Someone with a deficiency may experience a loss in appetite, a weaker immune system, and slower growth. A more severe deficiency can lead to more serious symptoms like hair loss, skin lesions, lower wound healing ability, diarrhea, and lethargy. 

Zinc Deficiency Causes

There are a few reasons why someone may experience deficiency. They may need to eat more in their diet. Vegetarians sometimes deal with zinc deficiency since they are not getting any from eating meat, and they should add more nuts, beans, and legumes to balance it out. 

Some people deal with chronic health issues leading to a lack of zinc in the body or poor absorption. As people age, some do not eat specific foods with zinc or take medication that flushes it out more quickly. Additional conditions linked to deficiency include cancer, diabetes, Crohn’s disease, and alcoholism, among others.

If you have noted that your diet is missing zinc or are looking to take it to combat a specific issue, make sure you don’t overdo it. The mineral has a few adverse side effects if taken incorrectly, including nausea. 

If you’ve noticed nausea when taking a supplement or eating zinc-rich foods, there may be a specific and treatable reason. 

The Cause of Nausea

For a mineral so crucial to the body, it does have some unpleasant side effects when overdone, including nausea. By recognizing the cause of nausea, you can often correct it. It could be due to taking too much, taking it on an empty stomach, or ingesting the wrong kind of zinc.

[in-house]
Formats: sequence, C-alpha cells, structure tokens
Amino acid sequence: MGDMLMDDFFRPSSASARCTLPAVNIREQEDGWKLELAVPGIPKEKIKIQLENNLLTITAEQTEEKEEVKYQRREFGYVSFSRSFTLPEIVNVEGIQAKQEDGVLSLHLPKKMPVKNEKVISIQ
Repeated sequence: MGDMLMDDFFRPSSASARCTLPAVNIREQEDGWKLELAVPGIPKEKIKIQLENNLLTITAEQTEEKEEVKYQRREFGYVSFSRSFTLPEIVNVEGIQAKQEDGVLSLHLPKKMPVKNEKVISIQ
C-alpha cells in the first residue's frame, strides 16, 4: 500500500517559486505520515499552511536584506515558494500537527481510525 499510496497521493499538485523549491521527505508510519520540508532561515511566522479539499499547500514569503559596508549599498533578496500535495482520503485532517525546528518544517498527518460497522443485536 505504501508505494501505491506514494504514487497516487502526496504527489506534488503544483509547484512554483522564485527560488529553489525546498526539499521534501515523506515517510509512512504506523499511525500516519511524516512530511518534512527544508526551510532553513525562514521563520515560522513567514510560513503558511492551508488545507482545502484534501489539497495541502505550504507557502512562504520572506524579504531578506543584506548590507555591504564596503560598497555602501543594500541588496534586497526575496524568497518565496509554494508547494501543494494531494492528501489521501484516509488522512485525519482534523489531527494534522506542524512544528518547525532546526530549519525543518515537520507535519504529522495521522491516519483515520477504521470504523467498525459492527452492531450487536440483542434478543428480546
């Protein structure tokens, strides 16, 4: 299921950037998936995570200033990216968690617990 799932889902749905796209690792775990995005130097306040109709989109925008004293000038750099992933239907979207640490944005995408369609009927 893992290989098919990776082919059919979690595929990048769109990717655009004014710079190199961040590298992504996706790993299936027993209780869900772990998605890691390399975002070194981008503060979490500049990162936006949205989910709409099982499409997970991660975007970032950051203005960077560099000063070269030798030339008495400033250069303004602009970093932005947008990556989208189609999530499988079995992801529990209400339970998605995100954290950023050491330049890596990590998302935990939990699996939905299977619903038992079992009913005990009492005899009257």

Zinc can be found in things like sunscreen and skin creams, and other things that are not meant to be eaten. This is easy to avoid by ensuring the zinc supplements you take are meant for oral ingestion.

How to Reduce Nausea After Taking Zinc

If you need to take zinc supplements or want to ensure you get enough every day but don’t want to deal with possibly feeling sick, keep these tips in mind so you can stay nausea-free. 

  1. Don’t Take Too Much

Taking too much is a surefire way to end up feeling worse and possibly making yourself more than just nauseated. Generally, the limit of your daily intake should be 40 mg. Anything higher than that, you will likely feel sick and risk experiencing symptoms of a zinc overdose. 

Again, staying within the recommended 8-15 mg a day is the safest bet for adults. You can go a bit above, but it isn’t recommended to increase your dose too much, especially if you are unsure how much you might be getting from other sources like food. Children should be getting around 4 to 7 mg, but that also depends on the age. 

  1. Find Zinc In Food

One way to prevent nausea associated with zinc is not to take it as a supplement but to add it naturally to your diet in foods. Allowing your body to absorb the mineral through the food you eat is more gentle on your system and is less likely to cause any negative feelings afterward since the absorption is more gradual.

Unless you have a specific deficiency, many medical professionals recommend you seek zinc in whole foods instead of adding a supplement. You can find the mineral in many foods, including baked beans, oysters, milk, yogurt, chickpeas, fortified cereals, nuts (especially almonds), red meat, and poultry. 

  1. Take It With Food

Like many other medications, vitamins, and mineral supplements, zinc is usually better taken with food. Taking it on an empty stomach can trigger nausea. Unless specifically instructed to take a supplement on an empty stomach, try taking it following a decent-sized meal, like after breakfast or dinner.